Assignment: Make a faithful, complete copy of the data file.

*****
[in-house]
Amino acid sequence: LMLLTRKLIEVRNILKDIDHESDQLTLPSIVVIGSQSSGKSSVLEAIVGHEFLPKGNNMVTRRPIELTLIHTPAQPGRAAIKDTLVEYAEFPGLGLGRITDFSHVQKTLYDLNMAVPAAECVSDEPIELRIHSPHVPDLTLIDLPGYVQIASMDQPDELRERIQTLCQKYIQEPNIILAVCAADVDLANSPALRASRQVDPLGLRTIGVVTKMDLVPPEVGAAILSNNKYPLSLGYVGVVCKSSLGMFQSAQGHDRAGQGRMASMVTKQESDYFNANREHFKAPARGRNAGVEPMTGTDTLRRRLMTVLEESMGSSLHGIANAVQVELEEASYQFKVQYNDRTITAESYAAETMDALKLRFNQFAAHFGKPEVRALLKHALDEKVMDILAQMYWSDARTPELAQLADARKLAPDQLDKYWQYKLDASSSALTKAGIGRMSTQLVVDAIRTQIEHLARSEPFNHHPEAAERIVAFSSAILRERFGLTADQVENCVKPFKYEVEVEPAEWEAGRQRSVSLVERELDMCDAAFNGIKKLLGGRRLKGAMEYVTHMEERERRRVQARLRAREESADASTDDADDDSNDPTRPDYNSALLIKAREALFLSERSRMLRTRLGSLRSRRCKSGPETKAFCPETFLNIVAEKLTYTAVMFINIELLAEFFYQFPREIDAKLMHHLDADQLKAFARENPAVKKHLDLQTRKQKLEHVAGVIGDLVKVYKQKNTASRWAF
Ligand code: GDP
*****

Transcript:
[in-house]
Amino acid sequence: LMLLTRKLIEVRNILKDIDHESDQLTLPSIVVIGSQSSGKSSVLEAIVGHEFLPKGNNMVTRRPIELTLIHTPAQPGRAAIKDTLVEYAEFPGLGLGRITDFSHVQKTLYDLNMAVPAAECVSDEPIELRIHSPHVPDLTLIDLPGYVQIASMDQPDELRERIQTLCQKYIQEPNIILAVCAADVDLANSPALRASRQVDPLGLRTIGVVTKMDLVPPEVGAAILSNNKYPLSLGYVGVVCKSSLGMFQSAQGHDRAGQGRMASMVTKQESDYFNANREHFKAPARGRNAGVEPMTGTDTLRRRLMTVLEESMGSSLHGIANAVQVELEEASYQFKVQYNDRTITAESYAAETMDALKLRFNQFAAHFGKPEVRALLKHALDEKVMDILAQMYWSDARTPELAQLADARKLAPDQLDKYWQYKLDASSSALTKAGIGRMSTQLVVDAIRTQIEHLARSEPFNHHPEAAERIVAFSSAILRERFGLTADQVENCVKPFKYEVEVEPAEWEAGRQRSVSLVERELDMCDAAFNGIKKLLGGRRLKGAMEYVTHMEERERRRVQARLRAREESADASTDDADDDSNDPTRPDYNSALLIKAREALFLSERSRMLRTRLGSLRSRRCKSGPETKAFCPETFLNIVAEKLTYTAVMFINIELLAEFFYQFPREIDAKLMHHLDADQLKAFARENPAVKKHLDLQTRKQKLEHVAGVIGDLVKVYKQKNTASRWAF
Ligand code: GDP